exposure

Discussion in 'Exposure Discussion' started by dinidian_samsul, Jul 12, 2004.

  1. dinidian_samsul

    dinidian_samsul Member

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    i like take a picture on the beach, but my result is not goood. what correct shutter speed and exposure i must use to get great picture. i am using Nikon FM10 with 35-70mm zoom . thank. ( sorry for my english , is bad )
     
  2. glbeas

    glbeas Member

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    The beach is usually bright light and light colored sand that will fool your camera into underexposing the film. Set your exposure compensation if the camera has it to +1 or +2 and try some shots. If the camera has no compensation dial then set your ASA dial to half the rated film speed to get more exposure. Try a few and see if it works the way you want it to, if the negatives are still too underexposed set the ASA dial lower.

    Do this for those high key shots (a lot of light tones) and set it back to normal for pictures with a full range of tones so you don't have errors the other way.
     
  3. dinidian_samsul

    dinidian_samsul Member

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    my problem is the obyek is to dark than the background. what filter i must use to get the picture. thank glbeas
     
  4. Donald Miller

    Donald Miller Member

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    I am unsure what an obyek is. However, irregardless, what I am understanding is that you have print shadow regions which are not showing detail when the background is properly exposed and printed.

    Gary's recommendations will address the under-exposure problems that you experience. Beyond that, if you have inherently high contrast in the scene then the film would normally be pulled (over-exposed and under-developed). You would probably be best served in discussing this high contrast processing with your lab.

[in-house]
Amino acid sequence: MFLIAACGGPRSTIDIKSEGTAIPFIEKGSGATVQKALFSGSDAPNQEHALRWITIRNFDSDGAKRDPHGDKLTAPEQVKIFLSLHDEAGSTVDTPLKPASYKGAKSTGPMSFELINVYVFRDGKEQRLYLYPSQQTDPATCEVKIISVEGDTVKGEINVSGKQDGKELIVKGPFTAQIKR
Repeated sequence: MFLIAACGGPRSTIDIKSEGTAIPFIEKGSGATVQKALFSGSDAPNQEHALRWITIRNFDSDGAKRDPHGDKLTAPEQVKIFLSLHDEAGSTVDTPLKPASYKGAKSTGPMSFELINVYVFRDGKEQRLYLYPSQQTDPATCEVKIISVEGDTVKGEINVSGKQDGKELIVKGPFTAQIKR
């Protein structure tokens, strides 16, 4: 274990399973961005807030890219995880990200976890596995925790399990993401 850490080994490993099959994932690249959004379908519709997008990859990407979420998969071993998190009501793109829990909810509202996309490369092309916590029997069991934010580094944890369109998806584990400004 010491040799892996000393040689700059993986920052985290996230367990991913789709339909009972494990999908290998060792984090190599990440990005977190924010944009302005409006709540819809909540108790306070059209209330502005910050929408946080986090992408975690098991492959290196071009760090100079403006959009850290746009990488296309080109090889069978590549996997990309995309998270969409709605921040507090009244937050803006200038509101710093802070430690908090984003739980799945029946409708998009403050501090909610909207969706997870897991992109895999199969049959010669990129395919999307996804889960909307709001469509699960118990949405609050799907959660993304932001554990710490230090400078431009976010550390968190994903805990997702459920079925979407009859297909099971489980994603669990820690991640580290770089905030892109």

5. Poco

    Poco Member

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    Dinidian,

    Like Donald said, if the object on the beach is too dark, that is because your camera is seeing all the very bright sand around it and choosing an exposure (how much light to let in) for the sand, and not for your object. This is an exposure problem and not a filter problem. You want the camera to let in enough light for the object, not the sand, so go closer to the object and let the camera measure the light coming from it first. That will tell you what exposure to use when you move back away from the object. The sand might then be quite bright on the print, but the object should not be too dark any more.
     
  6. ElrodCod

    ElrodCod Member

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    Take a meter reading and then give 3 stops more exposure. Either open the aperature 3 stops or slow your shutter speed by 3 stops (or a combination of the two).